LUCEDALE, Miss. (WKRG) – Final restoration for the Depot Creek Greenway in Lucedale is in sight after three years of closures.
Land Trust of Mississippi Coastal Plains owns the property and has secured about $190,000 through state and federal grants and private donations to rebuild the quarter-mile long boardwalk and restore the trail. A contractor has been hired and is supposed to begin work in January 2023.
Enviva has been working since March to help remove the rotting boards from the existing boardwalk and clear the trail. Employees from the Lucedale pellet plant and the company’s sustainability team continued work in the area Friday, Oct. 14.
Parts of the trail have been closed since 2019 as the condition of the boardwalk deteriorated. It has been completely closed for about 18 months after it was designated as a hazard for users. Completion for the project’s first phase is expected in Spring 2023, an Enviva spokesperson said.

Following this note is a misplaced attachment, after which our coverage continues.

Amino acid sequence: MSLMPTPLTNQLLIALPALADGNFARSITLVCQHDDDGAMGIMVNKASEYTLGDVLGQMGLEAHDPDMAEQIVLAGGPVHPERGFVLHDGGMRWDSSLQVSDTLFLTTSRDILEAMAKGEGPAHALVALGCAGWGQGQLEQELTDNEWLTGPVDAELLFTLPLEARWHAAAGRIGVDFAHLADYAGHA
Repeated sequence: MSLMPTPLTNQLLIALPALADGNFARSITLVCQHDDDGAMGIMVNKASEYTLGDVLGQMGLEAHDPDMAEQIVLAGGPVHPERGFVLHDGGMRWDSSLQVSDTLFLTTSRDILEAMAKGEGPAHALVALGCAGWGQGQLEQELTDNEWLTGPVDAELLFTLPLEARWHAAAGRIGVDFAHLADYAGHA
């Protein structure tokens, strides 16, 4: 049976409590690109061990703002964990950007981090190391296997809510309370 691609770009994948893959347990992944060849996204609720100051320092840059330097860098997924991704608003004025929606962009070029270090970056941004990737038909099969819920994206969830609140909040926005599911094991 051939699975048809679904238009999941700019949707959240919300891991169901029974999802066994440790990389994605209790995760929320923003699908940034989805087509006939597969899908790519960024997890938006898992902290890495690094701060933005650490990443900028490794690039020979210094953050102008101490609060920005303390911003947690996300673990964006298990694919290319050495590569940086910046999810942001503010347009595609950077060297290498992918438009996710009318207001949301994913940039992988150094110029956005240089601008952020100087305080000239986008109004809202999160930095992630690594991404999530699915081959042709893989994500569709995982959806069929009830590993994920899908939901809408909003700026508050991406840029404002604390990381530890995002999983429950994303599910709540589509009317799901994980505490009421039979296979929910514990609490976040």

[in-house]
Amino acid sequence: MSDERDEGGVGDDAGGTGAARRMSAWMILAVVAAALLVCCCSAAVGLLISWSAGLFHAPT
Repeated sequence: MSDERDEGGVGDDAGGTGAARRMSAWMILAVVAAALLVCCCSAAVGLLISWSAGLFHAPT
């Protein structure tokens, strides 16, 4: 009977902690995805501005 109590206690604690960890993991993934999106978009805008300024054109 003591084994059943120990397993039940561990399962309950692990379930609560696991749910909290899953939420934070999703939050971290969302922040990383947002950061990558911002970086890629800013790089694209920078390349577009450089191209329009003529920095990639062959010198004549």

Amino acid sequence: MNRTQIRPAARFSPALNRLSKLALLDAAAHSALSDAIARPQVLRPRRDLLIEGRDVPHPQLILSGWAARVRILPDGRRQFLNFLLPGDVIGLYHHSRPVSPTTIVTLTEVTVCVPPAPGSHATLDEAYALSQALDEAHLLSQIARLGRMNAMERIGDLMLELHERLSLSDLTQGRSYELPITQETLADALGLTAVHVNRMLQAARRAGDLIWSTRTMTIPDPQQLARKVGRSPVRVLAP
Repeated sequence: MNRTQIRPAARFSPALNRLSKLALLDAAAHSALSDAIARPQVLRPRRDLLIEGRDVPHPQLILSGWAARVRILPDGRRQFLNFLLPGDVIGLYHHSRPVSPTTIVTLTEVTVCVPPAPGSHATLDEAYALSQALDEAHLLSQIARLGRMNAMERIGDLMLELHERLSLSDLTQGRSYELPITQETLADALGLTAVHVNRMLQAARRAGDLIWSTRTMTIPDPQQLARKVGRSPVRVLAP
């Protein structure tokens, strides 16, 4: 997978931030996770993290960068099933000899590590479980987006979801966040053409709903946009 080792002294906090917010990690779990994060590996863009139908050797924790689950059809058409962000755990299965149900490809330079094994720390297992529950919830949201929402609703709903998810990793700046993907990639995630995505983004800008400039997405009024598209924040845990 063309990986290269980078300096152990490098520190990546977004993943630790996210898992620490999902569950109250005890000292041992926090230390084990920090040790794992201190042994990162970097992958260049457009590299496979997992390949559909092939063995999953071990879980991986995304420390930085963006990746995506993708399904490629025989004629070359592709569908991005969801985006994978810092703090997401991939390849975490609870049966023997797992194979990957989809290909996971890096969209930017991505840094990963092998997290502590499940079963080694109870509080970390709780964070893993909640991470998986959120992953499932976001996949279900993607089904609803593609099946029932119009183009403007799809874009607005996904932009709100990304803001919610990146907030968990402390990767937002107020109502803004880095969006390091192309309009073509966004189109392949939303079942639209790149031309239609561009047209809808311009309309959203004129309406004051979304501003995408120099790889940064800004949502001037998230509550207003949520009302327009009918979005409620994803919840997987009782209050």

The company will partner with the land trust and the City of Lucedale to help maintain the urban greenway going forward.
The Lucedale Depot Creek Greenway opened in 2003.
Judge Bill Bailey, working with the city, land trust, Mississippi Department of Transportation, the Luce Family and the City of Lucedale, created a 43-acre community space with handicap and woodland trails, an educational pavilion and two small ponds for fishing accessible by the elevated boardwalk near the old Lucedale train depot.
The city and George County later received funding from the Department of Marine Resources to preserve a natural area, the Lucedale Greenway Preserve, that includes two spring fed streams, 20 species of large hardwood and pine trees, a variety of bird and wildlife habitats and trails accessing rolling hills and creek lowlands.
Former mayor Dayton Whites championed the Lucedale Greenway Preserve that runs from Lamar Street, north of Rhymes Baptist Church, to Beaver Dam Road at the railroad tracks. It ties into the city park trail which connects it with the Depot Creek Greenway. The preserve remains open for public use.